Education Reaching the summit
Fairfield University is on top, and the view, officials say, is just fine.
The 76-year-old Jesuit University, which has for several years hovered around the number two or three spot among regional colleges in the north on U.S. News & World Report’s annual college rankings, now has the number one spot all to itself.
“It is a testament to the hard work everyone has been doing,” Mark R Nemec, president of Fairfield University, said in anticipation of the announcement. “We are humbled but it is great to get the recognition.”
U.S. News & World Report on Monday released its 2019 Best Colleges rankings, a report that looks at data from more than 1,800 institutions across the country and in a growing number of categories.
Yale University remains locked into a third-place ranking among Best National Universities, but that spot is getting crowded, shared with Columbia, MIT and University of Chicago. Princeton and Harvard remain number one and two, respectively, on that list. Princeton has owned the top spot for eight consecutive years.
The University of Connecticut, which last year cracked the top 20 on the Top Public Schools with an 18 ranking, slipped back to a tie for 22nd. It also slipped on the national chart from 56 to 63.
“This is unfortunate, but it is not a surprise,” UConn President Susan Herbst said of this year’s change. “It is vital that the state, the university community, and prospective students know that the reasons behind this drop are primarily about our finances, not the quality of the education that UConn offers.”
Herbst lays the blame on UConn’s financial struggles to reduced state support for its operating budget.
UConn continues to win points, though, in areas of student retention and graduation rates, student selectivity, academic reputation, and faculty resources. Financial resources, however, count for 10 percent of the U.S. News & World Report score, and Herbst said consistent cuts in UConn’s state grant aid helped to pull down the university’s overall ranking.
Because the financial measure uses averages of two fiscal years, Herbst said it is likely UConn would be negatively affected again next year, when 2016 and 2017 figures are used.
“That said, our goal is always to climb higher,” Herbst added.
Fairfield’s climb, Nemec said, can be attributed to extensive work to recruit more nationally, gain viability and tell the Fairfield story.
“My role as president is to be the chief storyteller,” said Nemec, who is starting his second year as president.
Nemec said points were also scored for attracting students from a larger region and for increased alumni giving. Fairfield this year greeted its largest incoming class ever, and just completed a successful capital campaign.
Being number one can’t help but keep the momentum going, Nemec added.
“It’s reality — students look at the rankings,” he said.
Focusing on academic excellence, U.S. News’ Best Colleges rankings evaluate schools on hundreds of data points using up to 16 measures of academic quality.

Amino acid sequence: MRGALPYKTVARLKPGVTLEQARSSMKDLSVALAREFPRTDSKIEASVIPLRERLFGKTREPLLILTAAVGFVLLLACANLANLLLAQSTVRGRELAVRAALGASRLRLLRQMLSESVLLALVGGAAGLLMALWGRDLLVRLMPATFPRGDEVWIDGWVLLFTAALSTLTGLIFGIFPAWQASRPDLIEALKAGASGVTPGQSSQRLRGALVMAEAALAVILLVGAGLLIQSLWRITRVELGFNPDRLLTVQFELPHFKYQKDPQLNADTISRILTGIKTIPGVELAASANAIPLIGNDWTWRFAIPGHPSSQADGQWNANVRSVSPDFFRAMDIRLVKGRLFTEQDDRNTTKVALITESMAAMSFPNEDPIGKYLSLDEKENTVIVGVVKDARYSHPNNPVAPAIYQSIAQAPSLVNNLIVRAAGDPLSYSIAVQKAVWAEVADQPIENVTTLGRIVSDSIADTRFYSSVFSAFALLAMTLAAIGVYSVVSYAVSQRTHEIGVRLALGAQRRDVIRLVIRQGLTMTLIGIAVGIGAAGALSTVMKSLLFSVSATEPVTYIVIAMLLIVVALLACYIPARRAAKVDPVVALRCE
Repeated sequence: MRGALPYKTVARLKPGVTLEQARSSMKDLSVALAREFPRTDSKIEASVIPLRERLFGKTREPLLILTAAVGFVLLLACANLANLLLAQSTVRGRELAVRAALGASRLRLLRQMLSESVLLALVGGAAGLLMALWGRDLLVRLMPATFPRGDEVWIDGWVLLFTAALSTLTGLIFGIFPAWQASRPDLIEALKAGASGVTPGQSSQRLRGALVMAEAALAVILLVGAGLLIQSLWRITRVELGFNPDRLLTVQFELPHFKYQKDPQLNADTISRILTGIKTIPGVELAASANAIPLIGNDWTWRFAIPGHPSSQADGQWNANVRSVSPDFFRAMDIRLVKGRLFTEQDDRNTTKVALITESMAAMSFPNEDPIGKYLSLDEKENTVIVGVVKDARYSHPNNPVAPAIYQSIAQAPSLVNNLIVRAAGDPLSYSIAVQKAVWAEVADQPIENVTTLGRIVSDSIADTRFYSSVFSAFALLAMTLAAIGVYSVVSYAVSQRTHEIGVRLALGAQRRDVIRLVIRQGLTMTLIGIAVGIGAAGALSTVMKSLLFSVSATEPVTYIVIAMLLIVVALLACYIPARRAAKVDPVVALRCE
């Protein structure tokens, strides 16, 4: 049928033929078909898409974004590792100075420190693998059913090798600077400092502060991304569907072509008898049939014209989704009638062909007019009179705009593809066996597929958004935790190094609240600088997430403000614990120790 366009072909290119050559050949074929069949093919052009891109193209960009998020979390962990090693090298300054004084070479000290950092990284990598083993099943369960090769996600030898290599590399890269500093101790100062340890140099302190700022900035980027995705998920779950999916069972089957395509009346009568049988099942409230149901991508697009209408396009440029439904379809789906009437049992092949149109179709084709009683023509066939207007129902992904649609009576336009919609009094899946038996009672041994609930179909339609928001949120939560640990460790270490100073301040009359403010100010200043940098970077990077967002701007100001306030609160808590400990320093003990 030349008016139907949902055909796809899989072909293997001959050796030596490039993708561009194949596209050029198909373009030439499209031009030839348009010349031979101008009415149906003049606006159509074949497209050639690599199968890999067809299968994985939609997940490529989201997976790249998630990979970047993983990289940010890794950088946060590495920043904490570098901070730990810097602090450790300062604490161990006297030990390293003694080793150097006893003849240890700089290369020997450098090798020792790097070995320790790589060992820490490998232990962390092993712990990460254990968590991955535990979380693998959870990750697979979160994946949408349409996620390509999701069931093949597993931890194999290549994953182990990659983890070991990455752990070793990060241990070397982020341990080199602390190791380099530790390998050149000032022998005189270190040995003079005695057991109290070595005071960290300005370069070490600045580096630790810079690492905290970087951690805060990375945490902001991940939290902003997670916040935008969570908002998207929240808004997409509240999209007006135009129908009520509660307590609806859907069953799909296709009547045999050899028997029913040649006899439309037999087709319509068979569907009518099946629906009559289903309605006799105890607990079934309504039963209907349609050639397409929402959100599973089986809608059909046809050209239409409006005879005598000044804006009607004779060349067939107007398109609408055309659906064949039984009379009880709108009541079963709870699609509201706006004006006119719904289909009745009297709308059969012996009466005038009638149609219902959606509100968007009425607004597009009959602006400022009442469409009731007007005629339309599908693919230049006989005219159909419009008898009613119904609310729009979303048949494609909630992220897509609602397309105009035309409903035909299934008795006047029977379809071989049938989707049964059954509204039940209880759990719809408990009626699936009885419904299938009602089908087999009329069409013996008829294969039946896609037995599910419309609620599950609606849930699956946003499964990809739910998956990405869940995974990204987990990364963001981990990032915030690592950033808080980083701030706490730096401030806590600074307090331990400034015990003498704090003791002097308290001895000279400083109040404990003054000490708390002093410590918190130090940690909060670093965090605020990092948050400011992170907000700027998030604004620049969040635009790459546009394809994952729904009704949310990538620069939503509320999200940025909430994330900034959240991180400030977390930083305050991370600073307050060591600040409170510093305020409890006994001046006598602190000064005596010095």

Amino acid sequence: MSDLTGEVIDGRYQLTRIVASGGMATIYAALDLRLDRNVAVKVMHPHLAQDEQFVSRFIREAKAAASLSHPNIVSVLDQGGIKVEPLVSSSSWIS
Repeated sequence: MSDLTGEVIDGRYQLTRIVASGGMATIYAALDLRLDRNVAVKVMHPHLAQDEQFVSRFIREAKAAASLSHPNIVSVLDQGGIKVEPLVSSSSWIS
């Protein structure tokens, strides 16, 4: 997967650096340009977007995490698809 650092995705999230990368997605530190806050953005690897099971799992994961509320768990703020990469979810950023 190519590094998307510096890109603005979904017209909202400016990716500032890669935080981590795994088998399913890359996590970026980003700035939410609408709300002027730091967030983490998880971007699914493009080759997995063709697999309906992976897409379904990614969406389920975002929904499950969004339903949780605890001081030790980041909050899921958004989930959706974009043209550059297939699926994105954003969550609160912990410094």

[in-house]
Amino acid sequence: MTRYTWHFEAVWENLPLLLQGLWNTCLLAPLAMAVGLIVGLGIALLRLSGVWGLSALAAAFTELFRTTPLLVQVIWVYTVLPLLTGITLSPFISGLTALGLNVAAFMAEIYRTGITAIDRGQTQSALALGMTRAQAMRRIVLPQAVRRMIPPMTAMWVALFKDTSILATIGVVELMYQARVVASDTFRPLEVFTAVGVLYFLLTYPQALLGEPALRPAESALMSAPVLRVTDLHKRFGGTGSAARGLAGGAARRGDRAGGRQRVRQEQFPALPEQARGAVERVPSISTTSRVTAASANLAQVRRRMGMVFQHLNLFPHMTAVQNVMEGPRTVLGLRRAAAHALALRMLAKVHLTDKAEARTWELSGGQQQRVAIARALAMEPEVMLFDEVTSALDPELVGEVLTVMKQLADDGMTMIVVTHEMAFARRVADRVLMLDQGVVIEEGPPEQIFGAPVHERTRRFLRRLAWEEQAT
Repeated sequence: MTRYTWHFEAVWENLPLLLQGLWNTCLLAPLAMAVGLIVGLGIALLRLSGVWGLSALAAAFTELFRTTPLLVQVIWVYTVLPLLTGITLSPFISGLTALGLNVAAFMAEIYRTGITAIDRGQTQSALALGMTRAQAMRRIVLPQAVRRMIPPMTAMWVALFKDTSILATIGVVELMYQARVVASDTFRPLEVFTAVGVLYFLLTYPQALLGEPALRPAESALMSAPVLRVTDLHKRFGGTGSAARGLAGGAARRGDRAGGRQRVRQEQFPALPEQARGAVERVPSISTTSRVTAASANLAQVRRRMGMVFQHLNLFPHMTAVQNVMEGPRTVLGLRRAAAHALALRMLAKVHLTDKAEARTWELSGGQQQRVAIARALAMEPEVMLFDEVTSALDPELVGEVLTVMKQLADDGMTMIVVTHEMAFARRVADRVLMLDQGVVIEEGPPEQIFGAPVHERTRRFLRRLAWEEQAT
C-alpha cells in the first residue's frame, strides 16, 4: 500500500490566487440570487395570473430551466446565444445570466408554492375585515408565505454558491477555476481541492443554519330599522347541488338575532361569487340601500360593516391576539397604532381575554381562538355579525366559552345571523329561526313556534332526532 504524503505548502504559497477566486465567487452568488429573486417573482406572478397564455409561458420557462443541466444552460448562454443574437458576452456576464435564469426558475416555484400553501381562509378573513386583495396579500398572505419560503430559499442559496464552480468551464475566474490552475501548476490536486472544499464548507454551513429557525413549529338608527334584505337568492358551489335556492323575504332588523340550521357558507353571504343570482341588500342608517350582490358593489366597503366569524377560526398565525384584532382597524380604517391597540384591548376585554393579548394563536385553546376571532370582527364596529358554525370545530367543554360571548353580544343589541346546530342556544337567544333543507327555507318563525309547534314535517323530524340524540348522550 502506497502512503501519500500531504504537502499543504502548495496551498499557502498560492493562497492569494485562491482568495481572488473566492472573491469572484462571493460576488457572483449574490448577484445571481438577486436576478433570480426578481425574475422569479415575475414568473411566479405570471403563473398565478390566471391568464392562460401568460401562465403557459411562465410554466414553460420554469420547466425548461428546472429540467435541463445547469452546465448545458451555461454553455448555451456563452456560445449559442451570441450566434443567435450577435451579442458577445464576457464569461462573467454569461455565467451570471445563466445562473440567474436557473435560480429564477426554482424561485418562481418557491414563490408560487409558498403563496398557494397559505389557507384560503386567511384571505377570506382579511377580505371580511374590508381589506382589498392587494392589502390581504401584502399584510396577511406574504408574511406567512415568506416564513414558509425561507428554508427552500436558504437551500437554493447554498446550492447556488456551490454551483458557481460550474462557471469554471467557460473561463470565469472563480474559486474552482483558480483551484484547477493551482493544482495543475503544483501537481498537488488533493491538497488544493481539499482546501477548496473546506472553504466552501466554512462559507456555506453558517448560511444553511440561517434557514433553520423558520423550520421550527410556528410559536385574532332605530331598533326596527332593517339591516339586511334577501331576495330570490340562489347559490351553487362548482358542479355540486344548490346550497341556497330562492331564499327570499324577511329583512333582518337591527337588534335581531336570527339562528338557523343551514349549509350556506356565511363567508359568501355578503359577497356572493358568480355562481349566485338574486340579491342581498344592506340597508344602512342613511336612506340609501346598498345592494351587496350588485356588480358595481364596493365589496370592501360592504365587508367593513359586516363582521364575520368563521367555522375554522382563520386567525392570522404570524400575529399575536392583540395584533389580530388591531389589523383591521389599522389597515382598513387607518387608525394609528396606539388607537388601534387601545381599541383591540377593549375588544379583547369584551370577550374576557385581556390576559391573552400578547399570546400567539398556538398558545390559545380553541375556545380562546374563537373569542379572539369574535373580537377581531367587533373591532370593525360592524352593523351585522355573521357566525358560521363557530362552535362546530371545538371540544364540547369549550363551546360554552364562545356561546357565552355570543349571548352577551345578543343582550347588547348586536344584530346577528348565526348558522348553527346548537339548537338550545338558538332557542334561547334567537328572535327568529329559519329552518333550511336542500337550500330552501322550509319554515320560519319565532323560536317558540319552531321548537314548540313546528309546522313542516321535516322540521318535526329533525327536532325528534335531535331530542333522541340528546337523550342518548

Its methodology was tweaked to put greater emphasis on student outcomes, which now counts for 35 percent.
Less weight is now given to the SAT or ACT scores students come to campus with, and more goes to how many are retained and graduate, said Robert Morse, chief data strategist at U.S. News.
How well schools support low-income students through graduation is also factored into the equation.
Quinnipiac University in Hamden remains at 13 among the Best Regional Universities in the North. Mark Thompson,provost and executive vice president at Quinnipiac said it is reaffirming to be consistently recognized by U.S. News.
Quinnipiac also ranked fifth among regional universities in the north in U.S. News’ Best Colleges for Veterans.
Jason Burke, director of veteran and military affairs at Quinnipiac, said it is an honor to be ranked in the upper tier of universities that support our country’s “warrior-scholars.”
Reducing the administrative burden is key, so these non-traditional students can focus on coursework and complete their degrees in minimal time, Burke said.
Sacred Heart University in Fairfield rose from 41 to a six way tie for 35th on the Best Regional North list.
“No survey or ranking can fully measure the educational excellence Sacred Heart University delivers day in and day out,” said Deborah Noack, a Sacred Heart spokeswoman. “U.S.News does not measure our incredible growth in programs, facilities and award-winning faculty. That said, we appreciate (them) recognizing Sacred Heart as one of the best universities in the North.”
Sacred Heart was also among the best colleges for veterans, a best value in the North and best undergraduate business program nationally.
The University of Bridgeport made a list of regional universities in the north with a high ethnic diversity among its student body.
Other lists are offered in such categories as Best Value Schools, Most Diverse, Most Innovative and best schools for the “B” student.
For a complete look at the rankings, click here.